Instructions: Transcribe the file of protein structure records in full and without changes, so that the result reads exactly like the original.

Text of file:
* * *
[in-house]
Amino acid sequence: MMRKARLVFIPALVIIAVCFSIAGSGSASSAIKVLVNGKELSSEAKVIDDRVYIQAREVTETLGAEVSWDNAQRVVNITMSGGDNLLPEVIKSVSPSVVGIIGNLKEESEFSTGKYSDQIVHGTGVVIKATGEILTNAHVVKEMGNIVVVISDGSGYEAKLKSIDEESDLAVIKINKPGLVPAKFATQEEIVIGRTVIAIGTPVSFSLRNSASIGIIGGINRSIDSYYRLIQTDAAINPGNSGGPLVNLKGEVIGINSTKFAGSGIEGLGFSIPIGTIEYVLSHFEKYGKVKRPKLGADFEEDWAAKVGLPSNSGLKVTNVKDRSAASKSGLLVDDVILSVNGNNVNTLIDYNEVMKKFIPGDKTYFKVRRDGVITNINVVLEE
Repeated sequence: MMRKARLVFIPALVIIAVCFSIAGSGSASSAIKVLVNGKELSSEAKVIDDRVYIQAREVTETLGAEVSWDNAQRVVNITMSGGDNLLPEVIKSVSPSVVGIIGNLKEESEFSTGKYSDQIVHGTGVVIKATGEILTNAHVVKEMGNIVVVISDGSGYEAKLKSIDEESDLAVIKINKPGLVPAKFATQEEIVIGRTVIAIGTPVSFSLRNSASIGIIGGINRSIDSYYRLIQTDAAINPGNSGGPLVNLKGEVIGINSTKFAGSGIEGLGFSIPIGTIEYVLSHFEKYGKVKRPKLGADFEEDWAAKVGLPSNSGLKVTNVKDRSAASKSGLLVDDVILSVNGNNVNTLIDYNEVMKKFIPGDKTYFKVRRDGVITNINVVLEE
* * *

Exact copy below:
[in-house]
Amino acid sequence: MMRKARLVFIPALVIIAVCFSIAGSGSASSAIKVLVNGKELSSEAKVIDDRVYIQAREVTETLGAEVSWDNAQRVVNITMSGGDNLLPEVIKSVSPSVVGIIGNLKEESEFSTGKYSDQIVHGTGVVIKATGEILTNAHVVKEMGNIVVVISDGSGYEAKLKSIDEESDLAVIKINKPGLVPAKFATQEEIVIGRTVIAIGTPVSFSLRNSASIGIIGGINRSIDSYYRLIQTDAAINPGNSGGPLVNLKGEVIGINSTKFAGSGIEGLGFSIPIGTIEYVLSHFEKYGKVKRPKLGADFEEDWAAKVGLPSNSGLKVTNVKDRSAASKSGLLVDDVILSVNGNNVNTLIDYNEVMKKFIPGDKTYFKVRRDGVITNINVVLEE
Repeated sequence: MMRKARLVFIPALVIIAVCFSIAGSGSASSAIKVLVNGKELSSEAKVIDDRVYIQAREVTETLGAEVSWDNAQRVVNITMSGGDNLLPEVIKSVSPSVVGIIGNLKEESEFSTGKYSDQIVHGTGVVIKATGEILTNAHVVKEMGNIVVVISDGSGYEAKLKSIDEESDLAVIKINKPGLVPAKFATQEEIVIGRTVIAIGTPVSFSLRNSASIGIIGGINRSIDSYYRLIQTDAAINPGNSGGPLVNLKGEVIGINSTKFAGSGIEGLGFSIPIGTIEYVLSHFEKYGKVKRPKLGADFEEDWAAKVGLPSNSGLKVTNVKDRSAASKSGLLVDDVILSVNGNNVNTLIDYNEVMKKFIPGDKTYFKVRRDGVITNINVVLEE